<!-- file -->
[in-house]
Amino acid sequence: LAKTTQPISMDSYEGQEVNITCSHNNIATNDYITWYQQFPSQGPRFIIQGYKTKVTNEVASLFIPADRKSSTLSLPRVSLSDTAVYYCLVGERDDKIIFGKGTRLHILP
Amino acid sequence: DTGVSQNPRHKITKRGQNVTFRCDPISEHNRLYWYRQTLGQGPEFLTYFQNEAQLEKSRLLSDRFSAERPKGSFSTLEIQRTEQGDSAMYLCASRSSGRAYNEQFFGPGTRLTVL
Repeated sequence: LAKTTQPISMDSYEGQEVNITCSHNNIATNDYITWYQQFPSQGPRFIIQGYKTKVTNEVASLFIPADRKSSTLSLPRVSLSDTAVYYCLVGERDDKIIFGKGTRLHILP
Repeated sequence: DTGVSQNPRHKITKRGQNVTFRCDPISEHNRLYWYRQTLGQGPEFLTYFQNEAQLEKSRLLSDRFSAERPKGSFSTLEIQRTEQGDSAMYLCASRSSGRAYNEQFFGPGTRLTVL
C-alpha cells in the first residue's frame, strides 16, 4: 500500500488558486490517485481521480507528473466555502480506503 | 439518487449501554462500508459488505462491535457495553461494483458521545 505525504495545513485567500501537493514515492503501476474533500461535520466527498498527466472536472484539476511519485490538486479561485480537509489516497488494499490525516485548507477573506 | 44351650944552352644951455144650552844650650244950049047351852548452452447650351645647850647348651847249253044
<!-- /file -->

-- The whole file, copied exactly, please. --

[in-house]
Amino acid sequence: LAKTTQPISMDSYEGQEVNITCSHNNIATNDYITWYQQFPSQGPRFIIQGYKTKVTNEVASLFIPADRKSSTLSLPRVSLSDTAVYYCLVGERDDKIIFGKGTRLHILP
Amino acid sequence: DTGVSQNPRHKITKRGQNVTFRCDPISEHNRLYWYRQTLGQGPEFLTYFQNEAQLEKSRLLSDRFSAERPKGSFSTLEIQRTEQGDSAMYLCASRSSGRAYNEQFFGPGTRLTVL
Repeated sequence: LAKTTQPISMDSYEGQEVNITCSHNNIATNDYITWYQQFPSQGPRFIIQGYKTKVTNEVASLFIPADRKSSTLSLPRVSLSDTAVYYCLVGERDDKIIFGKGTRLHILP
Repeated sequence: DTGVSQNPRHKITKRGQNVTFRCDPISEHNRLYWYRQTLGQGPEFLTYFQNEAQLEKSRLLSDRFSAERPKGSFSTLEIQRTEQGDSAMYLCASRSSGRAYNEQFFGPGTRLTVL
C-alpha cells in the first residue's frame, strides 16, 4: 500500500488558486490517485481521480507528473466555502480506503 | 439518487449501554462500508459488505462491535457495553461494483458521545 505525504495545513485567500501537493514515492503501476474533500461535520466527498498527466472536472484539476511519485490538486479561485480537509489516497488494499490525516485548507477573506 | 44351650944552352644951455144650552844650650244950049047351852548452452447650351645647850647348651847249253044